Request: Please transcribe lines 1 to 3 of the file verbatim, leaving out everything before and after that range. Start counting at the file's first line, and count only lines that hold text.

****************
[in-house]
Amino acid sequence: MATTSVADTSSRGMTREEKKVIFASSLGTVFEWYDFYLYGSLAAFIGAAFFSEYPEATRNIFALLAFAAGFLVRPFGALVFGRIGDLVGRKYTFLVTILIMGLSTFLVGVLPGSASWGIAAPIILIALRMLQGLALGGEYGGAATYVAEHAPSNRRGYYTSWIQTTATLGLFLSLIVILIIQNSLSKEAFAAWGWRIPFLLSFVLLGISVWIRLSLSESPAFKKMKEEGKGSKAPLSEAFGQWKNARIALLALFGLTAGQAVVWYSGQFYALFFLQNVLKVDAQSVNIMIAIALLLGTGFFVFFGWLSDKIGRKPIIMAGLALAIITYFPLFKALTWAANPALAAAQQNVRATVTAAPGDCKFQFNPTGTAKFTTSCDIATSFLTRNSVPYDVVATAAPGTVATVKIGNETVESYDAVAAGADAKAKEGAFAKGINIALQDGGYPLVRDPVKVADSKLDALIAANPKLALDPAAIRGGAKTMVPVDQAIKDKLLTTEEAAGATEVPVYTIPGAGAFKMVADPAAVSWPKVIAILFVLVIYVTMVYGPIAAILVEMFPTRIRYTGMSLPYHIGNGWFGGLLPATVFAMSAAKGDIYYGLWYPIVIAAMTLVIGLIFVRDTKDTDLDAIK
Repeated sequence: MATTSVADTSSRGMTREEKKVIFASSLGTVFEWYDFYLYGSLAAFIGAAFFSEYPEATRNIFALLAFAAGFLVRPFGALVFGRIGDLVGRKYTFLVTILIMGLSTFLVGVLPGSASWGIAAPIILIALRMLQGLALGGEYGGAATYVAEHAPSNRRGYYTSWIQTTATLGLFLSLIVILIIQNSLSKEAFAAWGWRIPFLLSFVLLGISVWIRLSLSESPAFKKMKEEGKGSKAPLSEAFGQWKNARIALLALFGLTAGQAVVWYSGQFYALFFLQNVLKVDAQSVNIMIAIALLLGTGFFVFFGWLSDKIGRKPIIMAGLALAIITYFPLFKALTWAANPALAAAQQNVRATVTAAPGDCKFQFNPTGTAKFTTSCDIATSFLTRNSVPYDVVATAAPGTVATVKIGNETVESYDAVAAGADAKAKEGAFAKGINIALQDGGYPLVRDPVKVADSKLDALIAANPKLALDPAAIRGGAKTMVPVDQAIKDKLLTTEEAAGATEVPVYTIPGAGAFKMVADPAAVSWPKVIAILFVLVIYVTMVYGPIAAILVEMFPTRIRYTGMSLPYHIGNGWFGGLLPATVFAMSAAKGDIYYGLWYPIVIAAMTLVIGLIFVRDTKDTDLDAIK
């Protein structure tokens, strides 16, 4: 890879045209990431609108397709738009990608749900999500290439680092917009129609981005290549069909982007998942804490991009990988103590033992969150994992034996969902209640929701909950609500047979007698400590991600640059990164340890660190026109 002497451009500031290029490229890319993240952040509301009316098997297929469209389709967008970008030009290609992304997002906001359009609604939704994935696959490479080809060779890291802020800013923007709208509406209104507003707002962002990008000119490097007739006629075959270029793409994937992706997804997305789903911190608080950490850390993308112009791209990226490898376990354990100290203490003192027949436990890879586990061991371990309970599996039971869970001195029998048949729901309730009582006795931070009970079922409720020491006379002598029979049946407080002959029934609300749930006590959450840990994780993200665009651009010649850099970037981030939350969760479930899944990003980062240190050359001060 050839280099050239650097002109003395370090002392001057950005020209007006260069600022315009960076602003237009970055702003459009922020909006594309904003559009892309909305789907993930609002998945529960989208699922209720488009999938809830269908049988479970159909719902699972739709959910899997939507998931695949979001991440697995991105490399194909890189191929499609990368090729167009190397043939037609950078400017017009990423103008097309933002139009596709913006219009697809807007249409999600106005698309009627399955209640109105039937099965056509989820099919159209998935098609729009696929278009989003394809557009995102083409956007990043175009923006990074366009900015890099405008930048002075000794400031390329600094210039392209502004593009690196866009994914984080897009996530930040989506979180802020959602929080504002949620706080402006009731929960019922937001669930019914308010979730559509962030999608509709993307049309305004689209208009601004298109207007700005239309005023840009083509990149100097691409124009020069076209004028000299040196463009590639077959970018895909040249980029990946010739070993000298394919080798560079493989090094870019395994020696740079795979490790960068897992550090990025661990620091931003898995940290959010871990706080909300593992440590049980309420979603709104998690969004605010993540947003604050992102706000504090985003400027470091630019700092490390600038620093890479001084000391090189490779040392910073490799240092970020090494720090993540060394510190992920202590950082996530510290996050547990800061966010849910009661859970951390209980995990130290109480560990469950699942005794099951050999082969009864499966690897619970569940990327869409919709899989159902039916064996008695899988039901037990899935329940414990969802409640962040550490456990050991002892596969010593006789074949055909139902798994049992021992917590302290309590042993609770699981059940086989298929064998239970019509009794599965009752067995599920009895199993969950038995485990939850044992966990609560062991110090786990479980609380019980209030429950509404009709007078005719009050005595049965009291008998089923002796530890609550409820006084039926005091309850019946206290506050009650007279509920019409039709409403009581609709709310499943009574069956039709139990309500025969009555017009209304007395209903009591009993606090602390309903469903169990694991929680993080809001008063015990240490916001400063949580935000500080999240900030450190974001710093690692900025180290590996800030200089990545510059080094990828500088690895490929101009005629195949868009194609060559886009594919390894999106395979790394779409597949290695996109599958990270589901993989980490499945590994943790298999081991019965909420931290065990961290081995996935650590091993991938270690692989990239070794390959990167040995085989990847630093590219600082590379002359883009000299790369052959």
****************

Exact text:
[in-house]
Amino acid sequence: MATTSVADTSSRGMTREEKKVIFASSLGTVFEWYDFYLYGSLAAFIGAAFFSEYPEATRNIFALLAFAAGFLVRPFGALVFGRIGDLVGRKYTFLVTILIMGLSTFLVGVLPGSASWGIAAPIILIALRMLQGLALGGEYGGAATYVAEHAPSNRRGYYTSWIQTTATLGLFLSLIVILIIQNSLSKEAFAAWGWRIPFLLSFVLLGISVWIRLSLSESPAFKKMKEEGKGSKAPLSEAFGQWKNARIALLALFGLTAGQAVVWYSGQFYALFFLQNVLKVDAQSVNIMIAIALLLGTGFFVFFGWLSDKIGRKPIIMAGLALAIITYFPLFKALTWAANPALAAAQQNVRATVTAAPGDCKFQFNPTGTAKFTTSCDIATSFLTRNSVPYDVVATAAPGTVATVKIGNETVESYDAVAAGADAKAKEGAFAKGINIALQDGGYPLVRDPVKVADSKLDALIAANPKLALDPAAIRGGAKTMVPVDQAIKDKLLTTEEAAGATEVPVYTIPGAGAFKMVADPAAVSWPKVIAILFVLVIYVTMVYGPIAAILVEMFPTRIRYTGMSLPYHIGNGWFGGLLPATVFAMSAAKGDIYYGLWYPIVIAAMTLVIGLIFVRDTKDTDLDAIK
Repeated sequence: MATTSVADTSSRGMTREEKKVIFASSLGTVFEWYDFYLYGSLAAFIGAAFFSEYPEATRNIFALLAFAAGFLVRPFGALVFGRIGDLVGRKYTFLVTILIMGLSTFLVGVLPGSASWGIAAPIILIALRMLQGLALGGEYGGAATYVAEHAPSNRRGYYTSWIQTTATLGLFLSLIVILIIQNSLSKEAFAAWGWRIPFLLSFVLLGISVWIRLSLSESPAFKKMKEEGKGSKAPLSEAFGQWKNARIALLALFGLTAGQAVVWYSGQFYALFFLQNVLKVDAQSVNIMIAIALLLGTGFFVFFGWLSDKIGRKPIIMAGLALAIITYFPLFKALTWAANPALAAAQQNVRATVTAAPGDCKFQFNPTGTAKFTTSCDIATSFLTRNSVPYDVVATAAPGTVATVKIGNETVESYDAVAAGADAKAKEGAFAKGINIALQDGGYPLVRDPVKVADSKLDALIAANPKLALDPAAIRGGAKTMVPVDQAIKDKLLTTEEAAGATEVPVYTIPGAGAFKMVADPAAVSWPKVIAILFVLVIYVTMVYGPIAAILVEMFPTRIRYTGMSLPYHIGNGWFGGLLPATVFAMSAAKGDIYYGLWYPIVIAAMTLVIGLIFVRDTKDTDLDAIK